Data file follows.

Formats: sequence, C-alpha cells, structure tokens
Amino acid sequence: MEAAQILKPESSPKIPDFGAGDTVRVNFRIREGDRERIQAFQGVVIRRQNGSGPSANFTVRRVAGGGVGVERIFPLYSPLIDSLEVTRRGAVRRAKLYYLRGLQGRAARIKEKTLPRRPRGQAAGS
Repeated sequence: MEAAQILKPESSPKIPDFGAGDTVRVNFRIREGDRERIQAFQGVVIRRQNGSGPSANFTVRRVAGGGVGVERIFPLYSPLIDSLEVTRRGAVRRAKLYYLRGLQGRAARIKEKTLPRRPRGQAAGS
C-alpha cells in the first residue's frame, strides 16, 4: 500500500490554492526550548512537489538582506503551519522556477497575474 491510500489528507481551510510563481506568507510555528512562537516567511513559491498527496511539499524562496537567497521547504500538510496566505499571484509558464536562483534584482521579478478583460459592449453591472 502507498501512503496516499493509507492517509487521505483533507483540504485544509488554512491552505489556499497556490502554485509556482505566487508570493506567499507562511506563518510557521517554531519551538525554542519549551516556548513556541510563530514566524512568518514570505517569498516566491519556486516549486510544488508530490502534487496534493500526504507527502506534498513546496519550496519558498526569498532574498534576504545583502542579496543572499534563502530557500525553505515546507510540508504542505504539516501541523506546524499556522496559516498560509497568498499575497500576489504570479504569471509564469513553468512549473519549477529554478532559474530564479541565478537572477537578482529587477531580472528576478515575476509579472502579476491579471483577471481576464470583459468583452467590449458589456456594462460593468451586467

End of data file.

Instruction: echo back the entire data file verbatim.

Formats: sequence, C-alpha cells, structure tokens
Amino acid sequence: MEAAQILKPESSPKIPDFGAGDTVRVNFRIREGDRERIQAFQGVVIRRQNGSGPSANFTVRRVAGGGVGVERIFPLYSPLIDSLEVTRRGAVRRAKLYYLRGLQGRAARIKEKTLPRRPRGQAAGS
Repeated sequence: MEAAQILKPESSPKIPDFGAGDTVRVNFRIREGDRERIQAFQGVVIRRQNGSGPSANFTVRRVAGGGVGVERIFPLYSPLIDSLEVTRRGAVRRAKLYYLRGLQGRAARIKEKTLPRRPRGQAAGS
C-alpha cells in the first residue's frame, strides 16, 4: 500500500490554492526550548512537489538582506503551519522556477497575474 491510500489528507481551510510563481506568507510555528512562537516567511513559491498527496511539499524562496537567497521547504500538510496566505499571484509558464536562483534584482521579478478583460459592449453591472 502507498501512503496516499493509507492517509487521505483533507483540504485544509488554512491552505489556499497556490502554485509556482505566487508570493506567499507562511506563518510557521517554531519551538525554542519549551516556548513556541510563530514566524512568518514570505517569498516566491519556486516549486510544488508530490502534487496534493500526504507527502506534498513546496519550496519558498526569498532574498534576504545583502542579496543572499534563502530557500525553505515546507510540508504542505504539516501541523506546524499556522496559516498560509497568498499575497500576489504570479504569471509564469513553468512549473519549477529554478532559474530564479541565478537572477537578482529587477531580472528576478515575476509579472502579476491579471483577471481576464470583459468583452467590449458589456456594462460593468451586467